Ethiopia and Djibouti have launched the first fully electrified cross-border railway line in Africa.
It links Ethiopia’s capital, Addis Ababa, to the Red Sea port of Djibouti – a stretch of more than 750km (466 miles).
Travelling at 120km/h, the new service cuts the journey time down from three days by road to about 12 hours.
The $3.4bn (£2.7bn) project was built with the help of funding from a Chinese bank and will have Chinese staff.
The track runs parallel to the abandoned Ethio-Djibouti railway, built more than 100 years ago.
The BBC’s Emmanuel Igunza in Addis Ababa says the new track will initially only run freight services.
The passenger trains – which will run each way daily – are to start in three months’ time and ticket prices will be announced nearer the time.
‘It will transform my business’
Getachew Betru, chief executive of Ethiopia Railways, says it will be much cheaper and more reliable than travelling to Djibouti by road.
“In Ethiopia currently if you want to bring your container from Hong Kong to Djibouti it will take you maybe two, three weeks. But it will take you more than that to take it from Djibouti to Addis Ababa. It will now take us one day or more,” he said.
Chinese staff are contracted to manage the trains for five years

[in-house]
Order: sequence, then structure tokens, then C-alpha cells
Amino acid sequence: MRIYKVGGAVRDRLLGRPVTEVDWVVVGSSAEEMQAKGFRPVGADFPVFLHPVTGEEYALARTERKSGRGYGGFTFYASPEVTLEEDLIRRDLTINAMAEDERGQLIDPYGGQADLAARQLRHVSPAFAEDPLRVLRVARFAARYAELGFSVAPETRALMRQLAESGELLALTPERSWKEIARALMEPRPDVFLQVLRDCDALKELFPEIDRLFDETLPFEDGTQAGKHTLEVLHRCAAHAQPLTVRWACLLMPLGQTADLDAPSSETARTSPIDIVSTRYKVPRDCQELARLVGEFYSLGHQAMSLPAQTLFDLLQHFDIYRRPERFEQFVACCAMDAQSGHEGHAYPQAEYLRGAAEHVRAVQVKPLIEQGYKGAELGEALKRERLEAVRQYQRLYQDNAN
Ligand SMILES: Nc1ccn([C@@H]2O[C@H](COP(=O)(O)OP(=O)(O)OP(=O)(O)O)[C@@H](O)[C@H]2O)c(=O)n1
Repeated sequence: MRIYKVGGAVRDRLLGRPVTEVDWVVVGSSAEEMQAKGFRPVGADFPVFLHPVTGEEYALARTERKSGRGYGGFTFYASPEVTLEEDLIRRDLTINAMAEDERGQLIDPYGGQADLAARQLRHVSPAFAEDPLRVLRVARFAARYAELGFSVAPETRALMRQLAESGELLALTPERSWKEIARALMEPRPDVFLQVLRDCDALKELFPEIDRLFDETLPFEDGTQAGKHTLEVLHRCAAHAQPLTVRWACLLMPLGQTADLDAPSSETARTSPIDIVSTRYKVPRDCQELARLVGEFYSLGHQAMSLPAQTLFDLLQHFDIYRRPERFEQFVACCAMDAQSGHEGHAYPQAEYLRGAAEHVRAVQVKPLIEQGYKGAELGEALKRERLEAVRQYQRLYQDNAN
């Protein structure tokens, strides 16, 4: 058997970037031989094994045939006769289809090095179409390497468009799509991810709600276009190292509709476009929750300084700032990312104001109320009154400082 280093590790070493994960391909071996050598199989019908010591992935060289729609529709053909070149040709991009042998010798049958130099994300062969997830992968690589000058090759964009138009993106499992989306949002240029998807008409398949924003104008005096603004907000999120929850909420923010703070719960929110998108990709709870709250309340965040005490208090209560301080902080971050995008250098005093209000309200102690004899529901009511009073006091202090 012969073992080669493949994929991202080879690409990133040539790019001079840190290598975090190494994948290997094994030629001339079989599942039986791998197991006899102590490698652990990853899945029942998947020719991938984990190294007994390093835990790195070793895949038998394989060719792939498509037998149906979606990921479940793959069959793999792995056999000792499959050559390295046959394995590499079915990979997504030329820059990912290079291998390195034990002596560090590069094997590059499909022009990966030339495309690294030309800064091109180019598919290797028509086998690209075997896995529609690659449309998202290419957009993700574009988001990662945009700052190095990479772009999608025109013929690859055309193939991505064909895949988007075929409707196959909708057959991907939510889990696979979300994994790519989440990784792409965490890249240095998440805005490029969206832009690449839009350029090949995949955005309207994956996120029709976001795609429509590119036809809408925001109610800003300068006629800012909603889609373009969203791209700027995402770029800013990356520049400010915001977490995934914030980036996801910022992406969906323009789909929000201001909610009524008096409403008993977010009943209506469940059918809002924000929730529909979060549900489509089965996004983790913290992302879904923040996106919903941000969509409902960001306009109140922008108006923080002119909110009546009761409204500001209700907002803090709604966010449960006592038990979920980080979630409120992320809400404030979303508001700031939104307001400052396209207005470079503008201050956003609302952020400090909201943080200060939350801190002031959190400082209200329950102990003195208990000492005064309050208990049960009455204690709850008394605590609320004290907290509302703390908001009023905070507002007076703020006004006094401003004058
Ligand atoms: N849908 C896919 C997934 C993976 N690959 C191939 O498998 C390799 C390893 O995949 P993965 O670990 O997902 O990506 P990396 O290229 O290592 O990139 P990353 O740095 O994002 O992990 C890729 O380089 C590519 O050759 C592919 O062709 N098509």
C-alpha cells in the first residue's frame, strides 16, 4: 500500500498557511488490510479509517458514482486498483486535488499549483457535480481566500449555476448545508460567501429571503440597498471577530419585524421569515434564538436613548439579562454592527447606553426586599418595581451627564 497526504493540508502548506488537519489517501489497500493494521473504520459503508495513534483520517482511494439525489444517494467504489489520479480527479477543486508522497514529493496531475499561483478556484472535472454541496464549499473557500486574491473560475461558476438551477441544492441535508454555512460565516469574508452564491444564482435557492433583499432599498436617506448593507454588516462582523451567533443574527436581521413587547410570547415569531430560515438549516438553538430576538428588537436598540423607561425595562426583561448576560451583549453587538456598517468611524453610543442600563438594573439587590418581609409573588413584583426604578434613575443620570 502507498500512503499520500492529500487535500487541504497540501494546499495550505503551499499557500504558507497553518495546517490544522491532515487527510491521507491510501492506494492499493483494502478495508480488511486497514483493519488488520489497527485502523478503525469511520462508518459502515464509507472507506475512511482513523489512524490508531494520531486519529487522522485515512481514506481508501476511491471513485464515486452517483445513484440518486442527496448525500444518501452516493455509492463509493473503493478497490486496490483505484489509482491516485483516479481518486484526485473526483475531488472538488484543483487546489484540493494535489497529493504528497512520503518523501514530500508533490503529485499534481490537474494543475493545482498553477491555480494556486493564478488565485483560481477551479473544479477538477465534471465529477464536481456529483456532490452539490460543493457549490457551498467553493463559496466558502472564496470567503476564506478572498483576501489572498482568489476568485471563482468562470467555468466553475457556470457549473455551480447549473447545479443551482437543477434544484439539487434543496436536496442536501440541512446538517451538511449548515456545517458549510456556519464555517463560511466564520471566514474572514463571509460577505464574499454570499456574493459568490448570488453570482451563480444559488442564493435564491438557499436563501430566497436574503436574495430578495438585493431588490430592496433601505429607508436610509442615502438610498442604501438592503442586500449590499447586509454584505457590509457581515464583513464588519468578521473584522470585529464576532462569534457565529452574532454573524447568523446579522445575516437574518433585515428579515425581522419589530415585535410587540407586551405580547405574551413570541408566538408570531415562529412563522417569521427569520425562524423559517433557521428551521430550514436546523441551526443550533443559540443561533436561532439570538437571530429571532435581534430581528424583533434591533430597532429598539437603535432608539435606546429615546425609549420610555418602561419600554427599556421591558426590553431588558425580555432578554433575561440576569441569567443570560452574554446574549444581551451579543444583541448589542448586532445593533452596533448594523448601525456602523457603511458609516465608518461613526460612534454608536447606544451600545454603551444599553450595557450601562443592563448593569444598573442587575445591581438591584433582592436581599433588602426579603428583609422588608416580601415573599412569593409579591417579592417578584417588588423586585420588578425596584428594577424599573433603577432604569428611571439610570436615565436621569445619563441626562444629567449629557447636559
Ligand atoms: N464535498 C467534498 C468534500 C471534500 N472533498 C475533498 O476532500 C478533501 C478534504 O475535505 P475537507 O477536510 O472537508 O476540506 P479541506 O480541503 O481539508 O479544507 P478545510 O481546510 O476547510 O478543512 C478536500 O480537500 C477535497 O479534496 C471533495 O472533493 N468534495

At the opening ceremony on Wednesday, Ethiopian Prime Minister Hailemariam Desalegn said that the rail line would be a boost to the economy.
“It will provide huge benefits to the industrial parks and modern farms that will be built in the future,” he said.
A businessman at the opening told the BBC that the railway “would transform” his trade in transporting livestock.
“It will be easier, more efficient,” he said.
The railway was 70% financed by China’s Exim Bank and built by China Railway Group and China Civil Engineering Construction.
In a test run on Wednesday, invited guests were taken on a short ride of one of the trains
Chinese controllers, technicians and station masters are among those staffing the services for the next five year after which Ethiopians will be employed.
Mr Getachew told the AFP news agency that their local counterparts are in training.
Djibouti is important to landlocked Ethiopia which currently imports and exports nearly 90% of its goods through its port.
Before construction was completed freight services transported food to areas affected by drought last year.
The railway is the first step in a vast 5,000km-long network of rail which Ethiopia hopes to build by 2020, connecting it to Kenya, Sudan and South Sudan.